The foot track, a narrow shallow groove in the ground, can be followed with care, but one cannot spend a whole trip staring at the ground. The scrub’s branches have grown over the track and they close ranks immediately behind the walker you are following, barely three metres in front. You can see where they are, but not how they got there. It was hard and tiring, constantly pushing through the scrub. Fortunately, most of the scrub we encountered had quite soft and flexible juvenile growth.
There is, however, plenty of resistant mature growth and hard deadwood with sharp broken ends to scratch an uncovered arm and sometimes draw blood on a covered arm with no damage to the protective sleeve. Compensating areas where the scrub is knee-high and not such hard work do exist, but even there the track can still be hard to follow.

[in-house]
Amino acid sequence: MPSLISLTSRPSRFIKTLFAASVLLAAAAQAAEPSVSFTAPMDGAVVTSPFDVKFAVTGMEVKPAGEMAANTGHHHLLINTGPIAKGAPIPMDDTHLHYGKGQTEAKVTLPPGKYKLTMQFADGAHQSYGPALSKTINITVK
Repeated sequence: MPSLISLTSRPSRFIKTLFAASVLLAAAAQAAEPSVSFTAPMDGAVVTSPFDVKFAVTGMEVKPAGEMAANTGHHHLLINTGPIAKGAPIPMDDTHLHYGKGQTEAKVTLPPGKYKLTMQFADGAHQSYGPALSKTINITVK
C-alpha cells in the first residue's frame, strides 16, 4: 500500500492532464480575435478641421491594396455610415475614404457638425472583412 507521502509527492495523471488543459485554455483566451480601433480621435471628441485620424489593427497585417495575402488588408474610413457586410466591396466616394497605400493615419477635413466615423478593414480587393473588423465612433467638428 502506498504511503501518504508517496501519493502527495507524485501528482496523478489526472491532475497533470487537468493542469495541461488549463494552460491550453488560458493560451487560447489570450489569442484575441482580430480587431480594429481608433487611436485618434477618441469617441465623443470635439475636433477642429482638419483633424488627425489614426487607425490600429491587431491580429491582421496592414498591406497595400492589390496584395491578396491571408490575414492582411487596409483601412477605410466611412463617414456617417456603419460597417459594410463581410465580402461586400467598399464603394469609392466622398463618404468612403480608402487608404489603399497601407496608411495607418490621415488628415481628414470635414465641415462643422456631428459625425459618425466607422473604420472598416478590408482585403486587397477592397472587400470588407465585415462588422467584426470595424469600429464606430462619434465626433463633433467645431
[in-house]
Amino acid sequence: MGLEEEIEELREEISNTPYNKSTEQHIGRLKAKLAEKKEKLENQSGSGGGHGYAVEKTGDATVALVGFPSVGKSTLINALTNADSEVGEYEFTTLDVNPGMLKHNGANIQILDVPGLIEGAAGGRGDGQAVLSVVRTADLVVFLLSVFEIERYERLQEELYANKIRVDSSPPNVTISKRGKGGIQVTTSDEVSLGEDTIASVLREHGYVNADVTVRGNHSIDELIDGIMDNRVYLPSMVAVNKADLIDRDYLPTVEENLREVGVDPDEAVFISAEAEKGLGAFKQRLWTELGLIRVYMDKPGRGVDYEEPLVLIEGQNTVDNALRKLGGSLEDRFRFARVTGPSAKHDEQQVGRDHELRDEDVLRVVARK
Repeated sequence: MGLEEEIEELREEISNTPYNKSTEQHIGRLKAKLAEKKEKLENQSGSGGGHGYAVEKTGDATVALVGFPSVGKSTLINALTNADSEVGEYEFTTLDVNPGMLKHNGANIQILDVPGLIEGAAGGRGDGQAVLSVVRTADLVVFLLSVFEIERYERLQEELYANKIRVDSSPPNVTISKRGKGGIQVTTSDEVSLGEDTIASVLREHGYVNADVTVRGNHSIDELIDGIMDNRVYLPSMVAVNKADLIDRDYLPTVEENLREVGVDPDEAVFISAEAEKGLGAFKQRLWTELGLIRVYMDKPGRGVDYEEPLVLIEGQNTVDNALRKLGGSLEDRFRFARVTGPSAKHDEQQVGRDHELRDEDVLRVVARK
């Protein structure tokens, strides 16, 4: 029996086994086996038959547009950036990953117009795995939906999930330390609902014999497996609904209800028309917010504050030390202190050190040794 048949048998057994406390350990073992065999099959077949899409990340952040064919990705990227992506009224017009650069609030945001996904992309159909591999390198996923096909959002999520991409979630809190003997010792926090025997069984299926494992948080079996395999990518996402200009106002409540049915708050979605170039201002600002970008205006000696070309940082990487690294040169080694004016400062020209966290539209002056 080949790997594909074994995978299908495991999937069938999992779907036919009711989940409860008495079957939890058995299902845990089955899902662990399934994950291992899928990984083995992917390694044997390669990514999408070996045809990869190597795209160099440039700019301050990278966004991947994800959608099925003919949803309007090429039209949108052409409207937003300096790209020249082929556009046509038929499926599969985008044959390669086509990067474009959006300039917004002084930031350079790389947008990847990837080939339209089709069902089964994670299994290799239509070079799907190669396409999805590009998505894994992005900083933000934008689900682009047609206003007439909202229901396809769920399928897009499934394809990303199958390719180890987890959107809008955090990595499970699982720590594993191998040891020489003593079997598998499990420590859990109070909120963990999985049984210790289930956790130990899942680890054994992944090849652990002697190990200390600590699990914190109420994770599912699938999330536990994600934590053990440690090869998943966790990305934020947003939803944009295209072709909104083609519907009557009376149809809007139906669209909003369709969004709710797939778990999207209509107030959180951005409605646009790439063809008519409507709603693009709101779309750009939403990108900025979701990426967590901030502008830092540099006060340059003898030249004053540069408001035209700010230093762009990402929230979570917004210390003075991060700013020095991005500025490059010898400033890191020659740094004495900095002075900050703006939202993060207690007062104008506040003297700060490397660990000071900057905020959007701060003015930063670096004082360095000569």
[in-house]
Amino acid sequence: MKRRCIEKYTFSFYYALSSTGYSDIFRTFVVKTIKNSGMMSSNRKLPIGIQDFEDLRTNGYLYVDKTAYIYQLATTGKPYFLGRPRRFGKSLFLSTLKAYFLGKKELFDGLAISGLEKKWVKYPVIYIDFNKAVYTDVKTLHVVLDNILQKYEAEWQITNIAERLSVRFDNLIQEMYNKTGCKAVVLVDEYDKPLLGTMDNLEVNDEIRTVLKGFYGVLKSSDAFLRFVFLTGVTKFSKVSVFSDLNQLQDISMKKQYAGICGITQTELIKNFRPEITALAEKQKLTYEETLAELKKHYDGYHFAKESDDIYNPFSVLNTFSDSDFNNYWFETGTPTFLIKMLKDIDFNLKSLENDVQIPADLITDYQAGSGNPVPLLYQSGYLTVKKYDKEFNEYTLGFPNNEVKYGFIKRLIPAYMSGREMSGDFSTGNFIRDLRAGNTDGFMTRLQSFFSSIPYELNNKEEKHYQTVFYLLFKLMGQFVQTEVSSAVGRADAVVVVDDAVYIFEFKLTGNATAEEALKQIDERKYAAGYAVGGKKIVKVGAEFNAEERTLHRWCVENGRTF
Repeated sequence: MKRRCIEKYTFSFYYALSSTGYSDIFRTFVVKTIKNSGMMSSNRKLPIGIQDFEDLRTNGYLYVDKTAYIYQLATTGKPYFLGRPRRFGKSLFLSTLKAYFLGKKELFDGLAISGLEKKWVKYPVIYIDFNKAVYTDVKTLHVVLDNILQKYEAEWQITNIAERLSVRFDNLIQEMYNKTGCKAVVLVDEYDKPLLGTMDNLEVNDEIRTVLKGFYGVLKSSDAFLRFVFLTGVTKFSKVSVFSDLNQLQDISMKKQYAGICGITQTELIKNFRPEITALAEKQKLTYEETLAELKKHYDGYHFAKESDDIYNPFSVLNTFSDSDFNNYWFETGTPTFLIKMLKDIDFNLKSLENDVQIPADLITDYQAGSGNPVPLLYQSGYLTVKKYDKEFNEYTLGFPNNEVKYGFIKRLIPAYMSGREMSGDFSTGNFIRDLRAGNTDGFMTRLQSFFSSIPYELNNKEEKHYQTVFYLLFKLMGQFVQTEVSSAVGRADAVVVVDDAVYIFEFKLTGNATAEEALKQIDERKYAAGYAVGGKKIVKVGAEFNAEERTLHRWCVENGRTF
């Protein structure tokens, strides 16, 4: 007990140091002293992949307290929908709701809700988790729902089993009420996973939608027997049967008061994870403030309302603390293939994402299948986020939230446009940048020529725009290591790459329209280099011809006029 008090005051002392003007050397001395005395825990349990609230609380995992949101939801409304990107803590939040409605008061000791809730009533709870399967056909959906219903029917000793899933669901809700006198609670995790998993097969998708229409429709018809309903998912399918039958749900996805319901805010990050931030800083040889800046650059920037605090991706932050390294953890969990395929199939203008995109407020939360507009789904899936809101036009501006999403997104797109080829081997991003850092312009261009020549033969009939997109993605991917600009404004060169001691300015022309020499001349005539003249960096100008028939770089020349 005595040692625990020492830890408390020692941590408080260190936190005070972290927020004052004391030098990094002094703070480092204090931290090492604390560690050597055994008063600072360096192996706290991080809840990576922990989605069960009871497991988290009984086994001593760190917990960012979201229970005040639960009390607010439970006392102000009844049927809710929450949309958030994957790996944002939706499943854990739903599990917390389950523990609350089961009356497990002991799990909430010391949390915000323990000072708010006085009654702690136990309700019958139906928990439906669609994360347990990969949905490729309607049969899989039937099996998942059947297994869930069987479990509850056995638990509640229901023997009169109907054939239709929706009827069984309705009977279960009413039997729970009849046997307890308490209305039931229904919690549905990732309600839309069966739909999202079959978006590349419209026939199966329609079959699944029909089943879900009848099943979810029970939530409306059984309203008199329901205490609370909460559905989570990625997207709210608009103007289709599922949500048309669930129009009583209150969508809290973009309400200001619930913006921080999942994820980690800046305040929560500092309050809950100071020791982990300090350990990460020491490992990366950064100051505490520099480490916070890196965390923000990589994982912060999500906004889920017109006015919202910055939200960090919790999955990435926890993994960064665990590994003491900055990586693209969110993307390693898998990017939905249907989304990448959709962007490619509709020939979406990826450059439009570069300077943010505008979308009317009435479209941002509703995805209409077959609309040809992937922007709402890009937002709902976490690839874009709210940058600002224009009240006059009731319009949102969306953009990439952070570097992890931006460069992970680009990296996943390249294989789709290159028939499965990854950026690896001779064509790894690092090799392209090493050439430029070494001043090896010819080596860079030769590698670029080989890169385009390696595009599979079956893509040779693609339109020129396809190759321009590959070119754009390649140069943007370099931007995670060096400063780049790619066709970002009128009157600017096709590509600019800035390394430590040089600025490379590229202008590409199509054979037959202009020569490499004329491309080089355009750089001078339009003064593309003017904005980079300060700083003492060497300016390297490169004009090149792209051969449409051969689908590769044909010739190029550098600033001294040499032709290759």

Being a wilderness area the signage is sparse; often old and faded.
Five Mile Road is a closed Management Road that crosses the Prom running almost due east from near the southern reach of Corner Inlet. It is a tacit dividing line between the north and south sections of the Park. It is the way into and the way out of this wilderness.
We departed the car park on Five Mile Road at 1:30. The undulating gravel surface of the road eased us into the start of this expedition. The expansive views of Corner Inlet to our north-west (left) were revealed afresh at the top of each rise. Always in view is the scrubby flat country to the north-east which contains Chinamans Swamp and its marshy environs.
The undulation of the scrublands is relieved by many clumps of trees and small rises and typical Prom rocky outcrops. Mount Vereker (638m) and Five Mile Peak (475m) stay in view at the southern edge of the wilderness. Roundback Hill (314m), Mount Margaret (219) and Mount Hunter (348m) run to the north-east in a distant line. Mount Singapore (145m) is just visible at the northern tip of what J. Ros Garnet refers to as the Singapore Peninsula in his ‘History of Wilsons Promontory’.